And Lot, who went with Abram, also had flocks and herds and tents, so that the land could not support both of them dwelling together; for their possessions were so great that they could not dwell together, and there was strife between the herdsmen of Abram’s livestock and the herdsmen of Lot’s livestock. At that time the Canaanites and the Perizzites were dwelling in the land. (Genesis 13:5-7 ESV)
It’s a tricky issue in the Scriptures, the issue of prosperity. There is a legitimate case for God’s tendency to lavish blessings on His sons and daughters, but there is also the equally important truth that what we do with prosperity, specifically that which God has directly poured out on us, will determine our understanding of why God blesses in the first place.
In this text in Genesis the truth about the danger of materialism couldn’t be any more accurate. These verses blatantly say that because Abraham and Lot had so much stuff they couldn’t live together anymore. And the tragic thing, in my opinion, is that for many of us, this decision to dissolve fellowship sounds reasonable when the other option is liquidating or (gasp) shedding “stuff”. Obviously there is no sin in having things. There is no sin in making a profit. There is no sin in being wealthy. But, there is sin in dividing and breaking fellowship because two people or groups have run out of space for their “treasures”.
I heard Ravi Zacharias say one time that in our economy we use people and value things, but in God’s economy people are valued and things are used. I think this captures the spirit of our time here in the Western world quite profoundly. Election season is in its backstretch (considering that it began three years ago) and so much of the talk on the lips of the nation, the church included, is about economic growth and prosperity. I fear that we are justifying some social divisions because of our drive to have “stuff” and desire to make sure our “stuff” is secure.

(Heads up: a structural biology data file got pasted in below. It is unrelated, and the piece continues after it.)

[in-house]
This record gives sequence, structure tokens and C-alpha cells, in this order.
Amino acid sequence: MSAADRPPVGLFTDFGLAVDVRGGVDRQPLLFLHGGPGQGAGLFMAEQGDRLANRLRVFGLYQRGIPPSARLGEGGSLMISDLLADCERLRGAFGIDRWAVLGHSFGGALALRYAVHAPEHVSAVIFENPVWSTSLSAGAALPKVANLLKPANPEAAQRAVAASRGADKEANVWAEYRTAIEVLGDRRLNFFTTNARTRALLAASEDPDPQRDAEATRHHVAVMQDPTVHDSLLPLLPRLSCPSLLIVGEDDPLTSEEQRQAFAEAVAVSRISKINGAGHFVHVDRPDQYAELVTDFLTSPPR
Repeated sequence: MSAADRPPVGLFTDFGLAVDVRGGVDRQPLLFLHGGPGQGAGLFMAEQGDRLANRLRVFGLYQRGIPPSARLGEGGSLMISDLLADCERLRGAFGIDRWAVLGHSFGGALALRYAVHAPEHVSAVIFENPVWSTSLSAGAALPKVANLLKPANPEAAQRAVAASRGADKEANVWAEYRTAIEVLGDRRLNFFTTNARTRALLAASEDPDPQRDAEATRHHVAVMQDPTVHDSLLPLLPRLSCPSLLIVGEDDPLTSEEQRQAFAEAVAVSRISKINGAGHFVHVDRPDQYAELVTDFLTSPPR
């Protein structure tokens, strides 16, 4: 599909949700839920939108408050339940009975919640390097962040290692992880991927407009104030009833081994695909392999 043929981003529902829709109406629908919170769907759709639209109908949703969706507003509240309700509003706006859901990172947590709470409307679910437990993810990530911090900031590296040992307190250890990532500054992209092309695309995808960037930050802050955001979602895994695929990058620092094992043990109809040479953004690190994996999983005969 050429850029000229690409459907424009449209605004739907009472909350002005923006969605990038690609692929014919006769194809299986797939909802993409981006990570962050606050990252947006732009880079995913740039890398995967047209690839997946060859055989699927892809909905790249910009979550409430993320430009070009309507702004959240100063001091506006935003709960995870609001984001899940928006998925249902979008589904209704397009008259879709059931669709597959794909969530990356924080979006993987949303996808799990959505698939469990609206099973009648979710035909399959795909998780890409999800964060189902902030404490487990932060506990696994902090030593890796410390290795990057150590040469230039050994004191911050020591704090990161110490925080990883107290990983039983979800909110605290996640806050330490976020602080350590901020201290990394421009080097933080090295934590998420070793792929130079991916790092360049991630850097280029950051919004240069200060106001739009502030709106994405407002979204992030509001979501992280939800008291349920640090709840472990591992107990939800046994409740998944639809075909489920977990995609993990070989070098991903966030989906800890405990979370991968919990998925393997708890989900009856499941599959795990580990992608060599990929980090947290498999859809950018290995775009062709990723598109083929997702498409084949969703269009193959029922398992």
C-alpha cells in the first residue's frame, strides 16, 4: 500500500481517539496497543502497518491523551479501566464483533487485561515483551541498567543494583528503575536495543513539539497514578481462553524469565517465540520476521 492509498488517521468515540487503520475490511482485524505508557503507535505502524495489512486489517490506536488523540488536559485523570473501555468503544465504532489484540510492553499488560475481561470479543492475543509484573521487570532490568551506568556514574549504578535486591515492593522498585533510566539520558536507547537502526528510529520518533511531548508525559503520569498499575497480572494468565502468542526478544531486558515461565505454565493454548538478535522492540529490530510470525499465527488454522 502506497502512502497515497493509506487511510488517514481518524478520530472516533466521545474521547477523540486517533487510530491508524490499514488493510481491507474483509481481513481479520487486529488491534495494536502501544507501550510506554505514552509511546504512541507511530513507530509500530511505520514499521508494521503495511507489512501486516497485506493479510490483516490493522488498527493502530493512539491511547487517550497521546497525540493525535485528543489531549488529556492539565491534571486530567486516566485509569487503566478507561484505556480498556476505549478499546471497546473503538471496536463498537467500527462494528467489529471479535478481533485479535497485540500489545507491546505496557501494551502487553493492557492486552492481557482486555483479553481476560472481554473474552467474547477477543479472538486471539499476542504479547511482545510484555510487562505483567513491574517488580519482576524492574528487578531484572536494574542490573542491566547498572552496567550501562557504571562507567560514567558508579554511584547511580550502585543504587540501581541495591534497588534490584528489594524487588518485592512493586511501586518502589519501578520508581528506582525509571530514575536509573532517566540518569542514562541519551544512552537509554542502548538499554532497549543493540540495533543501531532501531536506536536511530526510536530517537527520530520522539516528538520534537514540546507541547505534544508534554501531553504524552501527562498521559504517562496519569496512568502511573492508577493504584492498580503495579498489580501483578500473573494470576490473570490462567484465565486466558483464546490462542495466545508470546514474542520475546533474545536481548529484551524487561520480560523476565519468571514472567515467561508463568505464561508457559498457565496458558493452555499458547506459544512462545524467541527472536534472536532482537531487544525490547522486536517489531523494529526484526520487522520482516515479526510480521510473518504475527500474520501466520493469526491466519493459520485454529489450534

God’s prosperity isn’t always an affirmation of the receiving party’s behavior. We would be wise to remember the previous chapter in Genesis when Moses lied to Pharaoh, and gave his wife to him to save his own skin and perhaps to become a little more prosperous. This obvious deviation from God’s plan of courage, honesty, and trust in chapter 12 is followed immediately by the opening of chapter 13 that declares Abraham to be a very wealthy man. Can we really look at Abraham’s wealth in this context and say, “God made him rich because He was happy with Abe’s decisions and discernment,” ? No! Sometimes God blesses because He blesses, not because someone has earned it. We find this to be completely true in the realm of salvation.
So the question is, what lies between us and our family, our friends, our enemies? What has a tendency to slip in and become a mechanism of separation? Money? Stuff? Success? Power? Laziness? Selfishness? Pride?
Before I stop I should point out that riches aren’t the only economic standing that produces division. People with little to no possessions or income divide because of the same reasons. Excess as well as lack can easily create a polarization between people or groups. Both are wrong. The rich can easily feel entitled and the poor can easily feel owed. The truth is much more simple, we are all far more in need of vibrant relationships and active faith families than we are of $20k more per year or an iPad or a Lexus or food stamps or an unemployment check.
Like God told Abraham, we are “blessed to be a blessing”. If our blessings ever cause us to stop being a blessing to others then we have to look closely at how we have mismanaged our gifts. We must safeguard our hearts from our tendency to elevate good things into gods and demote God to a mere good thing.